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Rapport Series XXIII: Chu-Yin Culture and Arts Troupe

  • Publish Date:2019-10-16
Rapport Series XXIII: Chu-Yin Culture and Arts Troupe

Polyphonic music of the Amis tribe

The Chu-Yin Culture and Arts Troupe was initiated to preserve and promote traditional Malan Amis polyphonic music. The troupe aspires to cultivate new talent to breathe new life into the rapidly dying traditional singing art form, in addition to documenting the folk songs and dances for future generations.

Traditional Amis songs are categorized into three types:
(1) Harvest Festival Ballads: The harvest festival is the largest annual festival of the Amis tribe, and ballads are sang during this festival.
(2) Everyday folk songs: These refers to songs that are usually sang during farming and leisure times.
(3) Banquet song and dance: During celebration banquets and for greeting special visitors, the tribe would gather to dance and sing, many times in a circle format.

Malan Amis polyphonic music is presented in free form counterpoint singing format, which is an intertwining of low voice parts and high voice parts, creating variation with contrapuntal techniques. Due to the improvisation of the high-voice singers and the innovation from the low-voice singers, the melody will display a "curving" sound, making the song extremely full-bodied and rich.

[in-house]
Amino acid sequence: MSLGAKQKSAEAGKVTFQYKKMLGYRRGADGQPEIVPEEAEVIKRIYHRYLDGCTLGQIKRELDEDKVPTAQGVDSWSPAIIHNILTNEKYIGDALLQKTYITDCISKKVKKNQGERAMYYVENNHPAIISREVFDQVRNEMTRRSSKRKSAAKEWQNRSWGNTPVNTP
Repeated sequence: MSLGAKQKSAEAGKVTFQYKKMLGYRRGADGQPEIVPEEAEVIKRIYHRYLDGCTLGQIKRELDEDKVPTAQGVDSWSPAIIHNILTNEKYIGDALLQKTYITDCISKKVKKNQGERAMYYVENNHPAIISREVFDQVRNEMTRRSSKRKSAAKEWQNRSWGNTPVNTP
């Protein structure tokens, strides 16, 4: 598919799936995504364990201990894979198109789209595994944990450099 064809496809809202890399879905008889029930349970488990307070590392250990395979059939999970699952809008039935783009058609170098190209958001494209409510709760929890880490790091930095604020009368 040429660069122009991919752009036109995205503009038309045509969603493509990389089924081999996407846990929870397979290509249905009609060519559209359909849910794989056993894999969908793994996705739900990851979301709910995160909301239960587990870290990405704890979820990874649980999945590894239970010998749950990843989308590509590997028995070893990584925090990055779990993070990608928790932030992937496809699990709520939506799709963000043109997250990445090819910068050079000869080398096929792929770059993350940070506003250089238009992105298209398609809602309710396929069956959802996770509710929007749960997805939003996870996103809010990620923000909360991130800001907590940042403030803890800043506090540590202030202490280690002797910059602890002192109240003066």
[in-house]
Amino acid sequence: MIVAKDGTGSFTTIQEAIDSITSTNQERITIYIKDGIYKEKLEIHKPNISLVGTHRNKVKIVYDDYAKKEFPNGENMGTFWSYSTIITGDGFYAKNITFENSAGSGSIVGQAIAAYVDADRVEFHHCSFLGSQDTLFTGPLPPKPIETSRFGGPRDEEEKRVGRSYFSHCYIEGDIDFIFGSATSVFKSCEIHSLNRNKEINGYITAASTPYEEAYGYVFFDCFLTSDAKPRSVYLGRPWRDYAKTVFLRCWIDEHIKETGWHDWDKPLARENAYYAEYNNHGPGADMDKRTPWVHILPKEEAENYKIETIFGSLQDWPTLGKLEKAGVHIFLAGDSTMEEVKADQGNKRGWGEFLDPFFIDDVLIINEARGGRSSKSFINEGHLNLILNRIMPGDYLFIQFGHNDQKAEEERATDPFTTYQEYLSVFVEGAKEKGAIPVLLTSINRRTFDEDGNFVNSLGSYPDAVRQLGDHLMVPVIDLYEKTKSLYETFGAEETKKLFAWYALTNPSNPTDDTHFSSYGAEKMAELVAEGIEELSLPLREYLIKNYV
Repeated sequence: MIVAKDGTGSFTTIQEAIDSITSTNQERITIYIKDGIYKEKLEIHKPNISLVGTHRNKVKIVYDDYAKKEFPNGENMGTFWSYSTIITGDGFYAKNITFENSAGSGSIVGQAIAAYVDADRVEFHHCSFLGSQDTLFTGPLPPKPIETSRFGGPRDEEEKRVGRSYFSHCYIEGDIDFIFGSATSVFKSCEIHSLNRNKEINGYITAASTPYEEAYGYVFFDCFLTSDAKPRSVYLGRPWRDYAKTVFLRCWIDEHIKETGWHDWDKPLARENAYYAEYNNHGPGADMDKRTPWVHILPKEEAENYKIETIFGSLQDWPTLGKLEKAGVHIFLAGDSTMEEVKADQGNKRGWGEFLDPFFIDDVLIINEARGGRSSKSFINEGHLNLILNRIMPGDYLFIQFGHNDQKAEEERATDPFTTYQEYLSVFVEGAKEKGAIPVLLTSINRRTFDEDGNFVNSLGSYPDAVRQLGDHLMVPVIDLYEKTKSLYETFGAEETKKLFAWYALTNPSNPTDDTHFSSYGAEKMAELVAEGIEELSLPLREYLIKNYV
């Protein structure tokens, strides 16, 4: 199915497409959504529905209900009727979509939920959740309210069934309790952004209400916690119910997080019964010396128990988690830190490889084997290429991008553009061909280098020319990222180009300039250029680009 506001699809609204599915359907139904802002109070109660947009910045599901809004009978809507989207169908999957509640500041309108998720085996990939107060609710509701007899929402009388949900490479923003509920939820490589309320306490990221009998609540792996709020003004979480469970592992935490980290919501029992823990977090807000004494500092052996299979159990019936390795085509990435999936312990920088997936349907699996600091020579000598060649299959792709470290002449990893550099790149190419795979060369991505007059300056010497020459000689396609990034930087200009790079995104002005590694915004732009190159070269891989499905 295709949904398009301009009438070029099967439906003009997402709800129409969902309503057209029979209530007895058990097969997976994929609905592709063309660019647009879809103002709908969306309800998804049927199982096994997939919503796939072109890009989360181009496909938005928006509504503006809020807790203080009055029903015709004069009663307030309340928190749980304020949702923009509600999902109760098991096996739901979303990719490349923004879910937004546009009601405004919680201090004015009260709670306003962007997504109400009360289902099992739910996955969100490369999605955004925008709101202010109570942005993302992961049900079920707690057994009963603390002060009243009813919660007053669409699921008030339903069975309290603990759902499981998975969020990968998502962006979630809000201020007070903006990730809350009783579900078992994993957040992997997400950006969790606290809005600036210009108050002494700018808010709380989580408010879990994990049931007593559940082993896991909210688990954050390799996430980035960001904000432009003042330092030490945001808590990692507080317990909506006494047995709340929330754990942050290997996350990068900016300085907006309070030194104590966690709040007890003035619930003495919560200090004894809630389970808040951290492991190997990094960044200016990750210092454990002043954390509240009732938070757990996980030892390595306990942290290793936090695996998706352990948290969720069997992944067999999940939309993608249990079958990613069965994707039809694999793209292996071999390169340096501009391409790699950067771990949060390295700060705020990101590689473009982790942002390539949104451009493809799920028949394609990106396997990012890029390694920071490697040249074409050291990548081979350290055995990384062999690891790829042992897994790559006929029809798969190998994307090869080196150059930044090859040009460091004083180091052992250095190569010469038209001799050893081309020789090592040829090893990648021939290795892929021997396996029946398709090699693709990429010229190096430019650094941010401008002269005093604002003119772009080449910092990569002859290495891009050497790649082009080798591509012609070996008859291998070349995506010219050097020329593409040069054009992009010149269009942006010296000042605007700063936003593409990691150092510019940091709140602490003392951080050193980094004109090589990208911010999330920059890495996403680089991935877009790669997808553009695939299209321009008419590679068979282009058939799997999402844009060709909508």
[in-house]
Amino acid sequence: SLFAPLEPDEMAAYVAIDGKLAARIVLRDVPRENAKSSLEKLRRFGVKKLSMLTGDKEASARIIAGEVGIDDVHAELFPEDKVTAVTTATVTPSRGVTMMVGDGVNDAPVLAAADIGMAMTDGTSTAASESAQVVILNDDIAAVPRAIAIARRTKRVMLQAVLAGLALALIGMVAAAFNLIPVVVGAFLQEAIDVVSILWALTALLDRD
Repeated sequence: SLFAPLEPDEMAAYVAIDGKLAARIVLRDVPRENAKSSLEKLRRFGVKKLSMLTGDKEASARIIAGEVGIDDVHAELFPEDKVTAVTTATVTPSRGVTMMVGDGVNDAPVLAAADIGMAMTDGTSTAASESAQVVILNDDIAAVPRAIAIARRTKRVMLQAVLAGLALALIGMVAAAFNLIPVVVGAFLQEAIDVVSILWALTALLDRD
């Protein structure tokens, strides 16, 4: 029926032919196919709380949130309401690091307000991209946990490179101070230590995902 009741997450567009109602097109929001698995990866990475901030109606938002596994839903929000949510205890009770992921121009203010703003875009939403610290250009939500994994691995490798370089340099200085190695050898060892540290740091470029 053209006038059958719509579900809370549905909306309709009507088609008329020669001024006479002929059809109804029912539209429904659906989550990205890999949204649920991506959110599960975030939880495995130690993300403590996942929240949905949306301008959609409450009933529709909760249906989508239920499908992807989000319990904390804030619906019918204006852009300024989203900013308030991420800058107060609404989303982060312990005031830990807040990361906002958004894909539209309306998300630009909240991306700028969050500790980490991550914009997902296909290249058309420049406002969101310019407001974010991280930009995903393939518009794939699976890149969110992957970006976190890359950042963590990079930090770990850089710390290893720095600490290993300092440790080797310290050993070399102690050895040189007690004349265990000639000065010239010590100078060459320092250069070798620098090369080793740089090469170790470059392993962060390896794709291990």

The three main concepts of Malan Amis polyphonic music are: harmony, high (treble) and low (bass) voice parts, and improvisation of melody. Malan Amis polyphonic music performance usually consists of six to seven tribal members, divided into two to four voice parts.

A leading male tribal member with a deep voice initiates the song and the other singers follow with different lyrics, and create harmony through heterophony, overlapping, and parallel. The lead singer is the conductor, and has the flexibility to improvise the words to create different beautiful melody at each round.

This singing method requires mutual understanding within the group, and a large range of singing skills. Currently, only a few elder tribe members can still sing using this method.

Most Malan Amis polyphonic songs have no titles. When the lead singer begins to sing the first phrase, the rest of the group members would know what song to sing. However, in order to preserve and document, names are given to each of the songs as they are documented. The song name, to make it easier to understand, are usually the situation the song was performed, such as "A Happy Drinking Song," "Weeding Song," and "A Farewell Song."